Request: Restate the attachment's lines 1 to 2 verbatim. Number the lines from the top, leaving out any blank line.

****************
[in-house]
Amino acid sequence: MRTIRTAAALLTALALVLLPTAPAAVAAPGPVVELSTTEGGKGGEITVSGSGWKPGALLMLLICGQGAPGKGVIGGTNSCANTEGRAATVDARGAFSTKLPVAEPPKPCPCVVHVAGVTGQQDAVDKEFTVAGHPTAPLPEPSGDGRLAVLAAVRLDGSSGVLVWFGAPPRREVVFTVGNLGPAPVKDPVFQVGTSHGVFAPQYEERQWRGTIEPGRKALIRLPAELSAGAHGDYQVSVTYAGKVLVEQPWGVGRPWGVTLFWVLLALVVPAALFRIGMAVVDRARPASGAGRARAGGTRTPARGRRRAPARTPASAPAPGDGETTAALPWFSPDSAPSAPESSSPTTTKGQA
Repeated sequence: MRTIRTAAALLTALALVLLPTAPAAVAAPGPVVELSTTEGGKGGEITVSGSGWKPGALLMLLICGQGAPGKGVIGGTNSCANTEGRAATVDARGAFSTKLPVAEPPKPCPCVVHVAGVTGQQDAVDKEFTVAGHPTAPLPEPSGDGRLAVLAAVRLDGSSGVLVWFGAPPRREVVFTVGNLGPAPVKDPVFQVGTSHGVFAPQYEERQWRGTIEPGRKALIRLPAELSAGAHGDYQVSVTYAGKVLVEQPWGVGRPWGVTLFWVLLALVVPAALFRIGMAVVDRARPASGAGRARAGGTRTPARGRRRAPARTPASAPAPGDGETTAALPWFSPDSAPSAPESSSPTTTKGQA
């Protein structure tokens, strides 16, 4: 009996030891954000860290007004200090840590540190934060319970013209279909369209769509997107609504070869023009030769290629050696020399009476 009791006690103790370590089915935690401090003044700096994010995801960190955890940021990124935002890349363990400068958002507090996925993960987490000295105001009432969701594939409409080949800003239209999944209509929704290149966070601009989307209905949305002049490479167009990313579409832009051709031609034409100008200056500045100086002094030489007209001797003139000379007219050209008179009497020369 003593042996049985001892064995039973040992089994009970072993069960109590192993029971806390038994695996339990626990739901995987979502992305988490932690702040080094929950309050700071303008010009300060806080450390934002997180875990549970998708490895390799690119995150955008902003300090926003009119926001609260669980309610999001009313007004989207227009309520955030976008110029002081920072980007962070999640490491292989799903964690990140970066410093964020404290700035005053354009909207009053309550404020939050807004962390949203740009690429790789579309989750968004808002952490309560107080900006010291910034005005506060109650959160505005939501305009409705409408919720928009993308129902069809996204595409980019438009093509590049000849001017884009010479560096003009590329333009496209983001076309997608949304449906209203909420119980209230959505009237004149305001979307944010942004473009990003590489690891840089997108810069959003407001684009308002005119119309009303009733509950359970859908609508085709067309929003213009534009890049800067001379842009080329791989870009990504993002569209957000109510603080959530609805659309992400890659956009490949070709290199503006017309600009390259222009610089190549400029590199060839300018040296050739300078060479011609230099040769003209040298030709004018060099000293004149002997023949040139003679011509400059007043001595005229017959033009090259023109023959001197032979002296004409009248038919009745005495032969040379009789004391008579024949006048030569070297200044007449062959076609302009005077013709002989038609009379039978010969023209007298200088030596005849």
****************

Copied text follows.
[in-house]
Amino acid sequence: MRTIRTAAALLTALALVLLPTAPAAVAAPGPVVELSTTEGGKGGEITVSGSGWKPGALLMLLICGQGAPGKGVIGGTNSCANTEGRAATVDARGAFSTKLPVAEPPKPCPCVVHVAGVTGQQDAVDKEFTVAGHPTAPLPEPSGDGRLAVLAAVRLDGSSGVLVWFGAPPRREVVFTVGNLGPAPVKDPVFQVGTSHGVFAPQYEERQWRGTIEPGRKALIRLPAELSAGAHGDYQVSVTYAGKVLVEQPWGVGRPWGVTLFWVLLALVVPAALFRIGMAVVDRARPASGAGRARAGGTRTPARGRRRAPARTPASAPAPGDGETTAALPWFSPDSAPSAPESSSPTTTKGQA